Whether you liked, loathed or are somewhere in the middle it cannot be denied that Baroness Margaret Thatcher will be known as a major figure in British history. The Britain that she took control over in 1979 was very different to the Britain that she left in 1990. The same can be said of the Britain that Maggie was born into and the one today. Margaret Hilda Roberts as she was then known was born in 1925. This was the year that: Calvin Coolidge was inaugurated as President of the United States of America. Many believe that it was his reduced regulation by government to “thin to the point of invisibility” and his reliance on market Capitalism directly contributed to the Great Depression. Benito Mussolini became the Dictator of Italy and Hitler wrote his Mein Kampf. We all know that all three of these events eventually led to the largest conflict that the world has ever known resulting in the death of over 70 million people.
Being born in 1925 Thatcher is recognised as being one of the first to be part of the generation called the Silent Generation; those born between 1925 and 1945. Growing up she would have had memories of hardship and warfare. Even though she was born into a reasonably well off stable family (her father owned two shops and was a local politician and Methodist Alderman), she would have still had to experience rationing, the death of people she knew and the general feeling of uncertainty and lack of security. It’s no wonder that these experiences would have led to her not wanting these experiences to happen again in her lifetime. It’s not a surprise that she opposed a Europe that was dominated by Germany and France, acted decisively when Argentina attacked the Falklands, fought passionately against Unions that threatened to over throw democracy and through privatisation she wanted to give the common man more affluence. It’s no wonder that she like others from her generation felt that to get on they had to work hard, be dedicated and disciplined. They felt it was their duty not just to themselves, but also to their businesses and the general community and world. Generational theory can be used to explain many past, present and future people and events. We can see that our present business leaders and politicians have a different view to Thatcher. For all of Thatcher’s faults one thing that you cannot deny is that she had passion, was a patriot and believed that what she did was for the benefit of the majority and was right, even if some of her actions led to devastation in parts of traditional working class Britain. When she came to power we had just had the Winter of Discontent, three-day working weeks. We were the “sick man of Europe” and we were held in the grip of nationalised industry that constantly and consistently kept going on strike. When Thatcher came to power she went on a crusade to cure the ailing economy. She did it because she thought it was the right thing to do for the long term good of the country. It wasn’t political it was personal, she didn’t particularly take into consideration whether it would win votes or not. It is quite likely that she would have lost the 1983 election if it hadn’t been for the success of the British troops in the Falklands war that made her popularity soar.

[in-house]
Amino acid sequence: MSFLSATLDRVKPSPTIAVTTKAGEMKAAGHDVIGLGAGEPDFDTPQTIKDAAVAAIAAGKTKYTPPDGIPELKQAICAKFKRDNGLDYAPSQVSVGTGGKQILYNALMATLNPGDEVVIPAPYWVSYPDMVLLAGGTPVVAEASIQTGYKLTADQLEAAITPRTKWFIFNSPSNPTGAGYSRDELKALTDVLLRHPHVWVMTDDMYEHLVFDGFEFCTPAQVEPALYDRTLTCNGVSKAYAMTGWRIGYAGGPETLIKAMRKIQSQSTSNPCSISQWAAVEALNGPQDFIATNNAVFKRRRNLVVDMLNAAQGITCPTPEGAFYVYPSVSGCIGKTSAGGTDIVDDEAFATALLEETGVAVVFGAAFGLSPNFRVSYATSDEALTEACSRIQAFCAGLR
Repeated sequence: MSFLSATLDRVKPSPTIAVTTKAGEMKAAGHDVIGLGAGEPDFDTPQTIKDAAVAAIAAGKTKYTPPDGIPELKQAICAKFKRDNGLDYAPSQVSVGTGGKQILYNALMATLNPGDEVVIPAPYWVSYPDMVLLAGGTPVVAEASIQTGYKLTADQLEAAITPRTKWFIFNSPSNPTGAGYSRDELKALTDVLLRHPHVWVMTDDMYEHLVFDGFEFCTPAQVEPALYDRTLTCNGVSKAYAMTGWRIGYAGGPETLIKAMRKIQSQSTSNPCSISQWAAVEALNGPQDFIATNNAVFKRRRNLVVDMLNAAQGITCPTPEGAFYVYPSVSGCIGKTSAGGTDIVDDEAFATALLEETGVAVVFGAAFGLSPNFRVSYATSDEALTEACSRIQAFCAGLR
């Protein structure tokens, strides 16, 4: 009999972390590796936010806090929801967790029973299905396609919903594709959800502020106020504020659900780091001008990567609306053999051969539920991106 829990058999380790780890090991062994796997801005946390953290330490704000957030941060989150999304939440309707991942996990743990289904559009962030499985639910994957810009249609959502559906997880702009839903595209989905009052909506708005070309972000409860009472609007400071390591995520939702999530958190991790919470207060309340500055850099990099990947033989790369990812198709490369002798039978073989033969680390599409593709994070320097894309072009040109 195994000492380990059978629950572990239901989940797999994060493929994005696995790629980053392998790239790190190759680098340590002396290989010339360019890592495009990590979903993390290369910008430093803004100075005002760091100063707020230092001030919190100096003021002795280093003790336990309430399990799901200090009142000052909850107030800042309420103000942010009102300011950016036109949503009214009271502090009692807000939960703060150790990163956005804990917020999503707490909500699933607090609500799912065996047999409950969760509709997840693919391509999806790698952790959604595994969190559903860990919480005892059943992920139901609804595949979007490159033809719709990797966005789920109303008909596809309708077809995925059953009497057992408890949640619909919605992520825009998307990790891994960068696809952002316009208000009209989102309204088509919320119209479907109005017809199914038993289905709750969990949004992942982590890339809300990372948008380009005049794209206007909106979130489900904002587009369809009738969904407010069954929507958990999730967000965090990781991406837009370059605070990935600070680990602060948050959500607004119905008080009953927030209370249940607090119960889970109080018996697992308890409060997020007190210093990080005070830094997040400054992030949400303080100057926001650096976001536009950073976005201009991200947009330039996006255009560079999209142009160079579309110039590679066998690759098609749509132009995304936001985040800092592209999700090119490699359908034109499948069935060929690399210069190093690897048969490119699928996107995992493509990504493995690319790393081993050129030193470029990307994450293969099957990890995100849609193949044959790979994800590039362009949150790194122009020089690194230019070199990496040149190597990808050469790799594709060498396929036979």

Today our politicians have different, but equally massive problems to deal with. The political world is very different with its legions of advisors, spin doctors and opinion polling. Our leading politicians are Baby Boomer/Generation X cuspers. Cuspers are those people born towards the end of a generation or at the beginning of a new generation. These political leaders of today are constantly looking for short-term rewards, they change their minds and policies to suit voters, and they are pragmatic, but cautious and are likely to build coalitions to try and suit everyone. Can you imagine one of these politicians dealing with the Unions of the 80’s today? There is however the huge Elephant in the Room in todays political world…………the ageing population. It is obvious that Society can no longer afford the medical bills, the care costs and the pensions that older people have become accustomed to over the last 50 years. The current proposed changes to retirement age aren’t even keeping pace with the forecasted extended life-spans (we are currently living one extra day for every seven days lived), the recent welfare cuts did not touch health care or pensions. The problem though is that it is the over 55’s that are the voters. They hold the political power and also hold the purse strings. Any politician that alienates this large section of society will be committing political suicide. So don’t expect any change soon, unless of course a war comes along!